Thomas Carlyle by Fred Kaplan; Cor nell University Press; Ithaca.
Most people know nothing about metaphysics and wish to know less. The case is not that they do not actually govern their lives in harmony with a set of metaphysical principles, for that is simply not an option. As Aldous Huxley perceived: “It is impossible to live without a metaphysic. The choice that is given is not between some kind of meta physic and no metaphysic: it is always between good metaphysic and a bad metaphysic.” A moment’s reflection confirms the validity of Huxley’s perception. Because meaning is always binary, consisting of corporeal fact and inter pretative pattern, purposeful life always presupposes both the physical world of sensation and some metaworld of ideals.
However, though everyone has a philosophy, few think about it rigorously or philosophically. For centuries this has meant that millions of Westerners have accepted some form of Judeo-Christianity without subjecting it to much intellectual scrutiny. Doubtless many of these believers could justly be charged with mental laziness. But even the deepest of Jewish and Christian thinkers have concluded that the metaphysical premises of biblical faith are ultimately beyond the reach of the subtlest thought. Yahweh fashions an earth, then speaks to its inhabitants out of a burning bush, a whirlwind, or in a still small voice; the eternal Logos becomes flesh in Bethlehem these are simply sacred givens, manifestations of salvific grace, not the demonstrable discoveries of any rational analysis. Such a metaphysics requires the most adept scholars, just as much as the most unlettered fishermen, to adopt an epistemological humility, an openness to the revelation the Lord promised when He said to the Psalmist: “Be still and know that I am God.”
But the thinkers of the modem world have generally not been still, nor have they known God. Rationalists and skep tics of various schools have repudiated the givens of revelation and thus under mined Judeo-Christian logocentrism. As Huxley well understood, however, the destruction of one system of metaphys ics does not leave a vacuum, for it always requires the acceptance of some other and quite possibly worse system. Nowhere is this more evident than in the life of Thomas Carlyle, a man appropriately labelled by one of his critics as a pivotal exponent of “the idea of the modem.”
As a young man, Carlyle deeply sensed the need for some “system of metaphysics, not for talk, but for adoption and belief.” But after a study of Gibbon, D’Alembert, Hume, and Diderot convinced him that he could no longer accept the Presbyterian faith he learned as a child and after a survey of philosophy left him still unsatisfied, he rejected all extant metaphysics as an “inexpressibly unproductive” realm of “Air-Castles … cunningly built of Words.” The time had come, he announced, for creative writers to engage in a project of “Constructive Metaphysics” embodied in “a new Bible” of literature. Accordingly, he identified “the Guild of Authors” as “the true Church” and prophesied that “peace will never be till they are recognized as such.” During a lifetime in which he was widely hailed as a “prophet” and his works read as “scripture” by idealistic young people, Carlyle did receive some of the recognition as a quasi-priest that he sought. Indeed, Thomas Henry Huxley, grandfather of Aldous, wrote that from Carlyle he had learned that ”a deep sense of religion was compatible with the entire absence of theology.”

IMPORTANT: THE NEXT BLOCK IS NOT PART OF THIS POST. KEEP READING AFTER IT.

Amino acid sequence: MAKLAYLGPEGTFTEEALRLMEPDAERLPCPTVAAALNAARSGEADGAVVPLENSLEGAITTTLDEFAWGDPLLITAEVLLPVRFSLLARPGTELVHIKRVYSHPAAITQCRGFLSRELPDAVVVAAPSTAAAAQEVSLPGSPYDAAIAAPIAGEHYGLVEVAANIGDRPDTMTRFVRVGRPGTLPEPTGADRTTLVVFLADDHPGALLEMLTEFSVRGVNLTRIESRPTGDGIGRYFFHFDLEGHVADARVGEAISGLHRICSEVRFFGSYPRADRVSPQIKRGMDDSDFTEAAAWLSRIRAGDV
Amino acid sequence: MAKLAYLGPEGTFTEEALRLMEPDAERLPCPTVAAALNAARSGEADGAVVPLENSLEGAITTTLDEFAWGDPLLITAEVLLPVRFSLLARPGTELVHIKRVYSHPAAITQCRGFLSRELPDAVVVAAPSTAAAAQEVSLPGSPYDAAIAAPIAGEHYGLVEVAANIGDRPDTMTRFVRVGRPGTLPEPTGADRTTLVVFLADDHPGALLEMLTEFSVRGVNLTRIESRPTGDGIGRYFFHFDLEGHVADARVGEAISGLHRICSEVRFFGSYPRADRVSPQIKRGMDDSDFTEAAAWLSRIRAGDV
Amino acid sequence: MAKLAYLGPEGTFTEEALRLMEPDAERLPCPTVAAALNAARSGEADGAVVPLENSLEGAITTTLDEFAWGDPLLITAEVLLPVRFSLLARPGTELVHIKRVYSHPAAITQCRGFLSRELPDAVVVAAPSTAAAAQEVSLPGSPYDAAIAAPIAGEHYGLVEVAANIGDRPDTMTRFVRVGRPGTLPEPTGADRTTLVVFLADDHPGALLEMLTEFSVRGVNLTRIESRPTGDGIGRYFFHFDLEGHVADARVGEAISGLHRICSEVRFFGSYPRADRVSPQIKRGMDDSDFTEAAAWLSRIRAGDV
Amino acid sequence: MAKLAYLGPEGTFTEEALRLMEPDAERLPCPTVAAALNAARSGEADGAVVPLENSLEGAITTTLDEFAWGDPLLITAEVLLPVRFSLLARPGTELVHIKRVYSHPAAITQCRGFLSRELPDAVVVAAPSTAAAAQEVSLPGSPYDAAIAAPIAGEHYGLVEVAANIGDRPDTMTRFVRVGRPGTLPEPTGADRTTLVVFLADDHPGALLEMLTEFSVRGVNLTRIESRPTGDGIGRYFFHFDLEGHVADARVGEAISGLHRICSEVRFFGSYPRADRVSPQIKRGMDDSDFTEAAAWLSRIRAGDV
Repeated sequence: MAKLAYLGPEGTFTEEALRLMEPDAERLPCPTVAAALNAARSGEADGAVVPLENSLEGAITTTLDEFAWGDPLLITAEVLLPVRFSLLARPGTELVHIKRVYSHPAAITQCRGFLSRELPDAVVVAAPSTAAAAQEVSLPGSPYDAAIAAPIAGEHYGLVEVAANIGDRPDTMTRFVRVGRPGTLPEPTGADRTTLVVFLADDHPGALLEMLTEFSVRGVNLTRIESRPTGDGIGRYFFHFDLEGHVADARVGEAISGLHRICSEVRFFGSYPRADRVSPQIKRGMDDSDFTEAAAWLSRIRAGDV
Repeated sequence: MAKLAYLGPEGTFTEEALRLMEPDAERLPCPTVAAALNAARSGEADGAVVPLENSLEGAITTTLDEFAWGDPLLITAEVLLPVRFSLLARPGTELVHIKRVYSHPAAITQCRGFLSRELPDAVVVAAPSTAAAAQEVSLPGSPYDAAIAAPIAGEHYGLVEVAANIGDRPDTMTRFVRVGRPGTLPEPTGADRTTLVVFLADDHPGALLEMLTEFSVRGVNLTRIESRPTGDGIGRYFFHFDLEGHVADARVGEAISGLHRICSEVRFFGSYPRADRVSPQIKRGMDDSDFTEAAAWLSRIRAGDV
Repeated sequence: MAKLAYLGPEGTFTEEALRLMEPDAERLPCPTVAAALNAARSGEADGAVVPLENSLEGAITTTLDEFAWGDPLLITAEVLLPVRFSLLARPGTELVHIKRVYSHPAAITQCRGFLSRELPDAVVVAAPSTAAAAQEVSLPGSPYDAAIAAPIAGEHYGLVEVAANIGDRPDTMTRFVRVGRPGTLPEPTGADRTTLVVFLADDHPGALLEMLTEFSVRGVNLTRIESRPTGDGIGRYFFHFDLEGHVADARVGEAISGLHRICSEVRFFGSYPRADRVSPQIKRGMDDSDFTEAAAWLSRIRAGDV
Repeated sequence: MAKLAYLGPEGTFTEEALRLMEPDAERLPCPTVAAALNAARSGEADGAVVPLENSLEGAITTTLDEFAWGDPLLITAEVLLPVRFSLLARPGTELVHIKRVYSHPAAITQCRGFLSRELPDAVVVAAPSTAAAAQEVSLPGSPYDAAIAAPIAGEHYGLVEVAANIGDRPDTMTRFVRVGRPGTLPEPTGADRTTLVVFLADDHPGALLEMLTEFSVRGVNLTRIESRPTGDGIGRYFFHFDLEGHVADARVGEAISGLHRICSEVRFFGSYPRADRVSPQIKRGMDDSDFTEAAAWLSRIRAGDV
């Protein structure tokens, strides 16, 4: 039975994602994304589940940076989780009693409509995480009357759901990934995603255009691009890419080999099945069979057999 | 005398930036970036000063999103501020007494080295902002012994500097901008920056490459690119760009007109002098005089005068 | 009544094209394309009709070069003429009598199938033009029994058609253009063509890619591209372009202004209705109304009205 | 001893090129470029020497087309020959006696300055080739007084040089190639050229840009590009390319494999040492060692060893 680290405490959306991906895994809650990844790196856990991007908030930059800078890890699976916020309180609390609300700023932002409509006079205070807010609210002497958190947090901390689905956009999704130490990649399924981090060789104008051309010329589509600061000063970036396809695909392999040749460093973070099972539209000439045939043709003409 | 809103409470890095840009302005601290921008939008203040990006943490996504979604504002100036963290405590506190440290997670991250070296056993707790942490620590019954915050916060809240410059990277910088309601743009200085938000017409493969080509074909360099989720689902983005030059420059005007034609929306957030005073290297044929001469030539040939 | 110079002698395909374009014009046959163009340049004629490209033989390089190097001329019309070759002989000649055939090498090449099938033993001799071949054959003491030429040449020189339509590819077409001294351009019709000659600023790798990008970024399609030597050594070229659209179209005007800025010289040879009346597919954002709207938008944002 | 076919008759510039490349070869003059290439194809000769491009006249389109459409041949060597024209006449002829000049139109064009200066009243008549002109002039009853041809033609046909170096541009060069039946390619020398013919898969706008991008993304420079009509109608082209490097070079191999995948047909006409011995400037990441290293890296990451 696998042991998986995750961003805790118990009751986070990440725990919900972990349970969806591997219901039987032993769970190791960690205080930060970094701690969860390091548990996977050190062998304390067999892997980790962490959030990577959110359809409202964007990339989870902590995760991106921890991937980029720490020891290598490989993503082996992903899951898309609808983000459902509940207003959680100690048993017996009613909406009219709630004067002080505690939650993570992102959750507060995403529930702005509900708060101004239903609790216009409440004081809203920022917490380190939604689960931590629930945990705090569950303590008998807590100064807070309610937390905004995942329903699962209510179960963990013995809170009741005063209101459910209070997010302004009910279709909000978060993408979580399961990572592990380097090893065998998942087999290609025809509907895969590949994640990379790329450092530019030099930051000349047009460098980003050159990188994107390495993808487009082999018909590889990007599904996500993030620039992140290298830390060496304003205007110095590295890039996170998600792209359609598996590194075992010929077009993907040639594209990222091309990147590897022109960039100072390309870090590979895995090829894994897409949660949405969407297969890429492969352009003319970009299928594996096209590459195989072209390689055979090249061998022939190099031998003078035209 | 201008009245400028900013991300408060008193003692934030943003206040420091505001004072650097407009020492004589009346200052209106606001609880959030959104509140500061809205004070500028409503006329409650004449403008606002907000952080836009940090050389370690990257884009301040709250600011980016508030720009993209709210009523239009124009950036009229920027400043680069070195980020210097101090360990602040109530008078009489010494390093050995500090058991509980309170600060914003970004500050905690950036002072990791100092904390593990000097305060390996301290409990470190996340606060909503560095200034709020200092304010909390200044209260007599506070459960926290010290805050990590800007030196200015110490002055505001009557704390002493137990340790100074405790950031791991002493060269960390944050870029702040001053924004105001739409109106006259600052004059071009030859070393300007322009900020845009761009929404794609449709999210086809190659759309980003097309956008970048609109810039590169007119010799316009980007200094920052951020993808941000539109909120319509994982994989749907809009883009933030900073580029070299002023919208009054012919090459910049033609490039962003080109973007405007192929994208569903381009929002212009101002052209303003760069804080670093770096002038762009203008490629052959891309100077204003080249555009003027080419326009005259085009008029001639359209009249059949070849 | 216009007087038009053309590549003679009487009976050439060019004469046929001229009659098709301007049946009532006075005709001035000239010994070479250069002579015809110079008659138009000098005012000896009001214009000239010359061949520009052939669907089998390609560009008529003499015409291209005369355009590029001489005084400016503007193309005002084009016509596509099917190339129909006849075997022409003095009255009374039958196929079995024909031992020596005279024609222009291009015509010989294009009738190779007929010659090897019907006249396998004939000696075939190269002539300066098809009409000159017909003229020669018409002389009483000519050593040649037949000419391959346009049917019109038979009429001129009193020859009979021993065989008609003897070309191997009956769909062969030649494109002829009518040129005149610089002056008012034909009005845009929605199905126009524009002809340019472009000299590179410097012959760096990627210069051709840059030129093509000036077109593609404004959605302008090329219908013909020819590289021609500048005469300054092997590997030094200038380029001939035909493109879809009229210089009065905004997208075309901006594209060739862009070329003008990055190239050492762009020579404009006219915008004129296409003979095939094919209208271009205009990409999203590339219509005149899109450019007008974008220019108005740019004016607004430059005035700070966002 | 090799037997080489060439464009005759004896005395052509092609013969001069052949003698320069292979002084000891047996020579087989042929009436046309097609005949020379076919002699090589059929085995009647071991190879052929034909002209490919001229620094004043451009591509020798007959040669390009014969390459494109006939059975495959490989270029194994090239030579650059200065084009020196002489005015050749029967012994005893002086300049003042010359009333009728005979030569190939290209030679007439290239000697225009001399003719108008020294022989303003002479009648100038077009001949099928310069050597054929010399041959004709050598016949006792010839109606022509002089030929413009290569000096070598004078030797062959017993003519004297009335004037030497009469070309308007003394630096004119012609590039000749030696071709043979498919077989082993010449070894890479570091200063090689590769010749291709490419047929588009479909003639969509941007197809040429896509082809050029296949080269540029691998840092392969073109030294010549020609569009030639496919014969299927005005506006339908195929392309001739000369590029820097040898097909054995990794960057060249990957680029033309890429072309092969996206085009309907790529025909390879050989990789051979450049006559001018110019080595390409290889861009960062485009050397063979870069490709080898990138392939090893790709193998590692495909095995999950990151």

But what is religion without theology? Moreover, in what kind of “Church” can such a religion be practiced? Obviously, when Theos i.e.God, no longer provides the metaphysical basis for religious meaning, a new focus of worship must be found. Carlyle’s “Constructive Meta physics” offered a “new (or totally unconceived) species of divineness” that did “not come from Judea, from Olympus, Asgard, Mount Mecca, but is in man himself.” At first such a notion of internal human “divineness” may seem a comfortable one, easy to live with: no fear of displeasing a divine Judge; no tearful repentance for sin; no agonizing search for objectively true religious doctrine. But such a “divineness” turns out to be, as the course of Carlyle’s own life and works demonstrates, more merci less and exacting than any creed given by the sternest external Lawgiver. For if there is no One outside of man to condemn him for his sins, neither is there any One to help him with his problems, not the least of which are finding some meaning for life and establishing some order for society.
Like most other writers of his time and since, Carlyle considered himself above all “religious controversies about faith, works, grace, [and] prevenient grace,” but the internal logic of his Constructive Metaphysics forced him to preach one long uninterrupted sermon affirming the “divine” necessity of unrelenting human works to fill the metaphysical vacuum created by the rejection of divine grace. In an early letter to his brother he set himself against the Apostle Paul’s teach ing that salvation is “not of works lest we should boast” and expressed his hope “to go through so handsomely, without aid from any grinder or honer whatever, but purely by one’s own resources.” As Fred Kaplan shows in his meticulously researched biography, undoubtedly the standard for years to come, Carlyle did not “go through so handsomely”; his was a life of frantic anxiety, strife, bitterness, alienation, and despair. Unfortunately, in his repudiation of grace and his desire to live “purely by one’s resources,” he spoke for an emerging secular culture which is now likewise floundering in its efforts
to survive on its own human resources.